To examine incidence and survival of testicular cancer in New Mexico, overall and separately for border and non-border counties.
Incidence and 5-year survival rates for testicular cancer were obtained from the SEER18 database using the SEER*Stat program following established NCI protocols. Incidence data were compared using Student's t-test. Age-adjusted 5-year survival and Kaplan-Meier method were used to estimate survival. Log-rank tests were used to compare survival for New Mexico to the remaining17 geographical areas of the SEER 18 and for the New Mexico border counties to the New Mexico non-border counties. Odds ratios were used to compare testicular stage at diagnosis. Cox proportional hazards regression was performed to account for race/ethnicity, and border status.
From 2000-2015, New Mexico had a testicular cancer incidence rate of 6.3 per 100,000 people, significantly higher than SEER18 (P<.001). The 5-year survival rate in New Mexico did not differ significantly from the SEER18 (P=.3). Border Hispanics had a lower survival rate than border non-Hispanic populations (P=.03). From 2000-2018, New Mexico had a significantly higher proportion of distant cancers than the SEER18 (OR: 1.29, 95% CI: 1.08 to 1.53, P=.005).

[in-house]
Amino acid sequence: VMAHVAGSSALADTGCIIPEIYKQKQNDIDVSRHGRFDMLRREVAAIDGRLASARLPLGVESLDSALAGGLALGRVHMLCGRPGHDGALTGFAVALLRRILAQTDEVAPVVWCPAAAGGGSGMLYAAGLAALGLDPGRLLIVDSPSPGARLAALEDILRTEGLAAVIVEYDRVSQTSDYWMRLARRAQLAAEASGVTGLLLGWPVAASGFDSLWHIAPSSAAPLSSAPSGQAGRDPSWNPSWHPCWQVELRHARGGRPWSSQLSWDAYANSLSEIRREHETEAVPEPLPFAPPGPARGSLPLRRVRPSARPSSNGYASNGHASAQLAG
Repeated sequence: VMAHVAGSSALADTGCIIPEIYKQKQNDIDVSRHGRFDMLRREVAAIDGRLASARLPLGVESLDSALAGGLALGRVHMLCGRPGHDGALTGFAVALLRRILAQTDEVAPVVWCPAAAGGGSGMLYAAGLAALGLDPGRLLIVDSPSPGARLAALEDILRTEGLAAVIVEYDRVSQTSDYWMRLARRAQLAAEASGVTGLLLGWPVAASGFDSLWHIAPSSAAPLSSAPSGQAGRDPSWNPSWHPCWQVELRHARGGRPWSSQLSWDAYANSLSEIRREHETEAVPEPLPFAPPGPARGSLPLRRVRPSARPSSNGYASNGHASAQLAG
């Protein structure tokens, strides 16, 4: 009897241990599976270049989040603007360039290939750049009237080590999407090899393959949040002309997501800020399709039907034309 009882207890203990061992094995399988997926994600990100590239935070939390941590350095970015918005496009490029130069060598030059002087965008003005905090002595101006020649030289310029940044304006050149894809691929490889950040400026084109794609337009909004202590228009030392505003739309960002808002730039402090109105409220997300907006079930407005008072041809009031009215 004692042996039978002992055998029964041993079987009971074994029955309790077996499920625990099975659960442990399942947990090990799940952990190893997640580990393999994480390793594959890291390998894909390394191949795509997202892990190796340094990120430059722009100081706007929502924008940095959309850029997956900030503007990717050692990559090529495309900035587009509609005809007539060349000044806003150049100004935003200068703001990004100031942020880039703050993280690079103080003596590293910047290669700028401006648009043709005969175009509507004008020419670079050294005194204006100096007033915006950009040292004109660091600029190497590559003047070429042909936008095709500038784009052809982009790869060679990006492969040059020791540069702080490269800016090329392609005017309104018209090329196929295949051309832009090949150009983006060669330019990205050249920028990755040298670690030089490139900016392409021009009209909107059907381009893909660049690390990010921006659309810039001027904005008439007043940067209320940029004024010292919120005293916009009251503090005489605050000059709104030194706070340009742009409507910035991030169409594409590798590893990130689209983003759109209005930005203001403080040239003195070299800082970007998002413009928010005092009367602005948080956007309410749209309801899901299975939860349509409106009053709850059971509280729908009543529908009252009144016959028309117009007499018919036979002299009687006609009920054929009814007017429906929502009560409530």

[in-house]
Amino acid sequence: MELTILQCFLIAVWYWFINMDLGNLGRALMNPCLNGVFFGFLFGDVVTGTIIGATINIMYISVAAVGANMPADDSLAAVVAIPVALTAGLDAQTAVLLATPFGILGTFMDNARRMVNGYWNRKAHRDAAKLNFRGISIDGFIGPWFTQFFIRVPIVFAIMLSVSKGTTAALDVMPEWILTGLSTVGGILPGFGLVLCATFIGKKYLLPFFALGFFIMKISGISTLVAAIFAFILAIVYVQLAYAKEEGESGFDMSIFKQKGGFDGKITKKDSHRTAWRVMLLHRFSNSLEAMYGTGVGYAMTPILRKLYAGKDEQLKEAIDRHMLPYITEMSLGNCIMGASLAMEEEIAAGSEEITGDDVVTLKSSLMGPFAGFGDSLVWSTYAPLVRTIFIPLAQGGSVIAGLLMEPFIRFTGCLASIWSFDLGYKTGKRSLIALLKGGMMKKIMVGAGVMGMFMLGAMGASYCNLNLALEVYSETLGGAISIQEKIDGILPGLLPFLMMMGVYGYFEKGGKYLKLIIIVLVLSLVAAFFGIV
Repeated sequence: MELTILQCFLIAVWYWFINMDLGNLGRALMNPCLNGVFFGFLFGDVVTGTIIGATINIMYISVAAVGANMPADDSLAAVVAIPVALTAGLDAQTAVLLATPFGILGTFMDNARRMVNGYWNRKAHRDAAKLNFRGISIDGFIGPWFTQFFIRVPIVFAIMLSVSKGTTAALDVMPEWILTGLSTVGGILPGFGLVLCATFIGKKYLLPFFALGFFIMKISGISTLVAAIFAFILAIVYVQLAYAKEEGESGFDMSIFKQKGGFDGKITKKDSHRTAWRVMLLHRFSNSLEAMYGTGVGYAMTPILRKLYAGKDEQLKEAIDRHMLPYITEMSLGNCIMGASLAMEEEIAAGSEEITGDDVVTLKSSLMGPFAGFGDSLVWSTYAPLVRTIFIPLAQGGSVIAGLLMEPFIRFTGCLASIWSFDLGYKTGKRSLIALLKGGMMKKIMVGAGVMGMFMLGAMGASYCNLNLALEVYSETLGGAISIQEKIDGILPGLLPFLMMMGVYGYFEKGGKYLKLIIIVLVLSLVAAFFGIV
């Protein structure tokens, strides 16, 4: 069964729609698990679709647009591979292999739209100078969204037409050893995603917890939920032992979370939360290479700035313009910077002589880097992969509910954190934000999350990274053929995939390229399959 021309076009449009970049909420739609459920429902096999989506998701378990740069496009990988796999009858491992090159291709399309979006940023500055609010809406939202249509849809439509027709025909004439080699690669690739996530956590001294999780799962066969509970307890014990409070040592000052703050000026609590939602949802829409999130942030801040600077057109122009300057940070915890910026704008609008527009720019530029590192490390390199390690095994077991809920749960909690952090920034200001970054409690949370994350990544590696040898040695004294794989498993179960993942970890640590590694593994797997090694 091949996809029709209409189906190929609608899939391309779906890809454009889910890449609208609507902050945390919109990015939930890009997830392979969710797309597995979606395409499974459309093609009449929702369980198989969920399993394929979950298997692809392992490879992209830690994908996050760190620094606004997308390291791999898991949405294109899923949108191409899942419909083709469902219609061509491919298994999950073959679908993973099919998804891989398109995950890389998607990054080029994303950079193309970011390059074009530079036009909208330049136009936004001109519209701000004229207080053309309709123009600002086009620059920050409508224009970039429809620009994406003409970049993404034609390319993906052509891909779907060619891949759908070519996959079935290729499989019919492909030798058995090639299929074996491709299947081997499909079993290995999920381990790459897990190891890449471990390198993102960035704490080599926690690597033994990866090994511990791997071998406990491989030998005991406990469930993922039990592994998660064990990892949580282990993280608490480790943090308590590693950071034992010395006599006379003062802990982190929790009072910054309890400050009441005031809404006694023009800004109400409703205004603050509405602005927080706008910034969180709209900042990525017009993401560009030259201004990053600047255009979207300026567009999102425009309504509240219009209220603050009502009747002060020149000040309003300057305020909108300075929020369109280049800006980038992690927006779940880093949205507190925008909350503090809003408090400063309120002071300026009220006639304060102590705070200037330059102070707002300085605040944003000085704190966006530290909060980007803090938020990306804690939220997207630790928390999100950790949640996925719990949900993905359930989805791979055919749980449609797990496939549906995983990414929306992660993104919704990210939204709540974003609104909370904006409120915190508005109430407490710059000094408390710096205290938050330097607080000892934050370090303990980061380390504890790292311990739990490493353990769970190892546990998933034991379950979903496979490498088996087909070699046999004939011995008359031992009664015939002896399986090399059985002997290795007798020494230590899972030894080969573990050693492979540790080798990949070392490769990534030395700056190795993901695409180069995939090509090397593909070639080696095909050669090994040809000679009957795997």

The higher incidence of testicular cancer in New Mexico does not appear to have a clear explanation based on the current understanding of risk factors; however, the increased incidence in New Mexico does not appear to be associated with increased mortality. The higher proportion of advanced testicular cancers in New Mexico may represent a delay in diagnosis. The increased mortality rate seen in Hispanic border populations may be due in part to barriers to care.
Ethnicity & disease. 2020 Apr 23*** epublish ***
Zachariah D Taylor, Elizabeth McLeod, Charlotte C Gard, Michael E Woods
College of Medicine, Burrell College of Osteopathic Medicine, Las Cruces, NM., Department of Economics, Applied Statistics, and International Business, New Mexico State University, Las Cruces, NM.